Species: violacea (alternately known as tricolor)
Regardless of what you’ve read elsewhere, the Morning Glory has a rich, historical tradition in psychedelic and visionary practices across multiple cultures, including those of the Chontal Indians of Oaxaca, Mexico, and the highly evolved Aztecs. These seeds, without question, have been utilized throughout time as a means of communicating with the gods.
The Aztec Culture believed that Morning Glory seeds were a means of connecting with the Sun Gods. The Chontal Indians (as well as the Mazatec Indians of Oaxaca, Mexico), were convinced not only that strong spiritual energy existed within this plant, but also that a highly evolved spirit, one that had the ability to connect them with the spiritual realm of the gods, inhabited the Morning Glory.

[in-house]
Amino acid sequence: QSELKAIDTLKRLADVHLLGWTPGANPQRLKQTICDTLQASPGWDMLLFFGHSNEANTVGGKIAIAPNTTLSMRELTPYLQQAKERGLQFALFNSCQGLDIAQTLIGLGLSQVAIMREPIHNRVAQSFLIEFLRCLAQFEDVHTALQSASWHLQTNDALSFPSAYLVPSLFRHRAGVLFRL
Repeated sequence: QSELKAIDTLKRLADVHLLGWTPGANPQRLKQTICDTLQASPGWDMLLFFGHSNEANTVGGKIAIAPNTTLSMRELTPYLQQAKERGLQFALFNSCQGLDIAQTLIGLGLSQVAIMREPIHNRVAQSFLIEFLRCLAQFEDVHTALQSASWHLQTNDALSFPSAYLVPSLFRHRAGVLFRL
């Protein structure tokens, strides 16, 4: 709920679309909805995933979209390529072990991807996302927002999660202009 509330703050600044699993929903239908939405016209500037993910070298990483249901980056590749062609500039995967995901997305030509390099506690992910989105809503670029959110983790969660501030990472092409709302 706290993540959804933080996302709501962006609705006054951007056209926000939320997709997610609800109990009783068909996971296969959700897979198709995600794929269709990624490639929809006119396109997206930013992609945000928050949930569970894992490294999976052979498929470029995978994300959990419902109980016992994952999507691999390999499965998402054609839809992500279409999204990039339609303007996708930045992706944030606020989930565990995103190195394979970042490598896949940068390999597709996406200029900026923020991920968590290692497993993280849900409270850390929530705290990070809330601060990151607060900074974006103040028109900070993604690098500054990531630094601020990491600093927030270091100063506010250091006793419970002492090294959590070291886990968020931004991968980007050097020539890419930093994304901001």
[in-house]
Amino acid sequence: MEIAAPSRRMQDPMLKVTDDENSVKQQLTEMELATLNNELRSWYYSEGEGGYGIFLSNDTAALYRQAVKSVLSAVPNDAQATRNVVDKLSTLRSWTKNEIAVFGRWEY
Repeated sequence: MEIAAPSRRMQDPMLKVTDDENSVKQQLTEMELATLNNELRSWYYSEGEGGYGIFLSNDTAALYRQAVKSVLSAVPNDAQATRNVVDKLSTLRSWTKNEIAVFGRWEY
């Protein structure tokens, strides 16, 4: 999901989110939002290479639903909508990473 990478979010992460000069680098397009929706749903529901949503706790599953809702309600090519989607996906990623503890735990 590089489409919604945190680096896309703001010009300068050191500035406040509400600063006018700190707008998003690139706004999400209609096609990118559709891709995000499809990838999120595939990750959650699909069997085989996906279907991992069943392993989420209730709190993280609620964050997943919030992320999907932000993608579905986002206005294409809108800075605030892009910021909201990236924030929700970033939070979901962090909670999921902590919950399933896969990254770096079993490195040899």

This unique ability to open divine portals, shared only by a few plants such as peyote, Salvia divinorum, and a few others, held a particularly sacred place within their culture and religion, since many plants contained spirits but only a few could give them direct connection with the gods in heaven.
It’s not surprising to note that the Mazatecs believed (not unlike the Native American Indians), that spirits lived within all matter, espeically organic matter such as plants and animals, and Morning Glory seeds were no exception. The Mazatecs were also a highly evolved civilization that felt great connection with Mother Earth, and respected it to the highest degree. They utilized a number of teacher plants in religion and ritual, and this was definitely one of them.
See “The Mazatec Indians – The Mushrooms Speak” for more information, and find Morning Glory Seeds at Shaman's Garden if you are interested in purchasing seeds that have not been treated with chemicals of any kind, as are most from Nursery's and Plant & Garden shops.